Life feels like a game of dodge ball. I never know from which direction the curve balls come. The usual culprits on the opposing team consist of family needs, work and my dear friend, school. I believe everyone feels the intense pressure life’s responsibilities cause during a drastic change. My decision to come to New York University last summer, to study thousands of miles away from my high school boyfriend, put our relationship to the test and continues to every time I leave home.
However, without the first semester trials with handling the distance, it gets hard for me to imagine having the confidence to make it through other aspects of my life without worry.
My boyfriend and I first began wasting every possible minute with each other during my sophomore year of high school. The awkward hugs and subtle hand grazes in the engineering class where we met seems like a million years ago. Looking back and not smiling while my mind recounts the jokes from my friends about the inevitability of us dating before it became a reality. I would anticipate dates in the park and milkshakes after bad movies every weekend leading up to senior year. When senior year hit, making the decision between enduring a long-distance relationship or taking off to the big dream school put a dent in the ease of my high school love story.
Junior year flew by in a blur.
During senior year, you could find me in the counselor’s office sweating over college essays about defining myself. I know what aspects of my life make me want to get out of bed every morning, but how to accurately define myself in paragraphs remains a mystery. So with this question in mind, the battle over whether I should stay in Atlanta or tough it out in New York miles away from my three-year-long relationship took over my last semester of high school. The New York University flag hung up on my wall still lives there since I put it up the summer of eighth grade. When dreams exist as just dreams, the thrill of pursuing them excites you. Throughout senior year, my dream board hung intimidatingly on my wall above my bed.
Everything on my dream board in my bedroom back home revolves around graduating from my dream school and finding success in the journalism field. The agenda for the dreams on my board does not include a relationship.
Thoughts about my overall future during senior year began altering my perspective on my relationship with my boyfriend.
Deciding how much of a priority to make my high school relationship became even harder when I would ask the people around me for advice. Today, the adults around me still say that no one in their right mind plans to stay with the same person they dated in high school for more than a year. The ease of my relationship throughout high school did little to prepare me for the storm brewing before Decision Day.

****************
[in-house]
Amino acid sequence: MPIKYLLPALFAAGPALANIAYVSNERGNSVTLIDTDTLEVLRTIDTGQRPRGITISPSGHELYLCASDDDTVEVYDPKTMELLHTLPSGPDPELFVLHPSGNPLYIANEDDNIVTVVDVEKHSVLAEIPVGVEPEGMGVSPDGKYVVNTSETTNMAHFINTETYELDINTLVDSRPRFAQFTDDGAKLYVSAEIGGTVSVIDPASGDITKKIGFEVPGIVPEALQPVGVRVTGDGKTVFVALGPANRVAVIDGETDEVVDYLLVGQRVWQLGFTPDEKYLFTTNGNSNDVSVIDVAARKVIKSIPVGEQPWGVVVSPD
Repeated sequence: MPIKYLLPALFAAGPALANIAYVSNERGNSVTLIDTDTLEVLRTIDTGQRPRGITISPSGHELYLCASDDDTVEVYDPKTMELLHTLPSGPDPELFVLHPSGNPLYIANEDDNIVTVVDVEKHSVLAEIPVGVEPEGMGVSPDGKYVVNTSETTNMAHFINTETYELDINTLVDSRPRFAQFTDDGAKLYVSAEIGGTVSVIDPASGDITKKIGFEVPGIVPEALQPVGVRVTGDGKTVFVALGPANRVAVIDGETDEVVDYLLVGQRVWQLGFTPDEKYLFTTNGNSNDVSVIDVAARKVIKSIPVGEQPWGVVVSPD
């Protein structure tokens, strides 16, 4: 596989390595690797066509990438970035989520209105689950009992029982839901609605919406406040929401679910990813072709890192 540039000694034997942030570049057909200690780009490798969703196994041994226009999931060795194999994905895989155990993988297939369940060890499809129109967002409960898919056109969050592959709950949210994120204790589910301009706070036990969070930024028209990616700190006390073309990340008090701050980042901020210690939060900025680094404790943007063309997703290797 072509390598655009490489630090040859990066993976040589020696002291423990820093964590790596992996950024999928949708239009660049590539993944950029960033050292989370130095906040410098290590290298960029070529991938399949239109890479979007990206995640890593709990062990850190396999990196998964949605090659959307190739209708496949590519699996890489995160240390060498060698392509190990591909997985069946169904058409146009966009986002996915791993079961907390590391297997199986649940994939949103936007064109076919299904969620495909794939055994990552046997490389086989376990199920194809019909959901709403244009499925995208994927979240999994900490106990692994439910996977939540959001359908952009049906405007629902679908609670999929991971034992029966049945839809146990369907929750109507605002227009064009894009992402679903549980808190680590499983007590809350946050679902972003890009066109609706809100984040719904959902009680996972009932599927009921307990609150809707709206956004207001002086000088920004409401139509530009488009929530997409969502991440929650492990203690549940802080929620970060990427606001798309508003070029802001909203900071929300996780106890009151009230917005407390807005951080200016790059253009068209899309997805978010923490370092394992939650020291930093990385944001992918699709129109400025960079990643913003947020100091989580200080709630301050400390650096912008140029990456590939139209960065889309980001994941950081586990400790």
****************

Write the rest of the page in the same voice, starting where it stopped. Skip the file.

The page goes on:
After long periods of debate I finally chose the grit of New York City in our school auditorium on National Decision Day. A couple of weeks later at my high school graduation, pursuing a long-distance relationship became certain and before long college life came crashing in hard. Flashbacks of choosing between New York and staying in Atlanta remind me that anything worth pursuing has its fair share of highs and lows.
Now as a freshman in college, putting as much energy as possible into an indefinite career and relationship presents a new challenge every day.
When I took on the task of financing my own education, holding on to a relationship miles away got even harder. Splitting paychecks between chances to see each other and paying my tuition meant a minimum of eating out with friends and subway trips in New York. People tell me how at 18, prioritizing a long-distance relationship wastes time. However, despite periods of awkward conversations after not seeing each other for months, plans for some of the best trips of my life came from continuing to tough it out with my best friend, who I commonly refer to as my boyfriend.
During times in the semester when worry takes the driver’s seat to my emotions because of disagreements with my boyfriend, I use that frustration to throw myself into my schoolwork more. When necessary, focusing more on school and less on worries about issues, like whether we communicate or see each other enough, gets me through some of the hardest academic challenges. However, without my long-distance relationship I know I would never take time out to leave New York. I would worry profusely about falling behind in school and not studying enough. However, with your best friend you just enjoy life in a different way waiting for holiday breaks amid finals to save you from the stress.
When he visits I take time to see parts of New York I would never take the time out for otherwise.
Without him there, the 45-minute train ride to Queens hadn’t seemed worth sacrificing study time for. Google Maps recommends amazing food worth indulging in each time my boyfriend visits and now Queens houses some of my favorite food gems. The fear of falling behind in the semester melts away each time I take breaks like this from school. Adventures in New York and its surrounding areas, that I knew a worrywart like myself would not have gone on otherwise, came at just the right moments. Even if people claim a long distance relationship wastes your time, spend your life however you deem fit outside of anyone else’s rules—if not a lesson, then you have another great story to tell.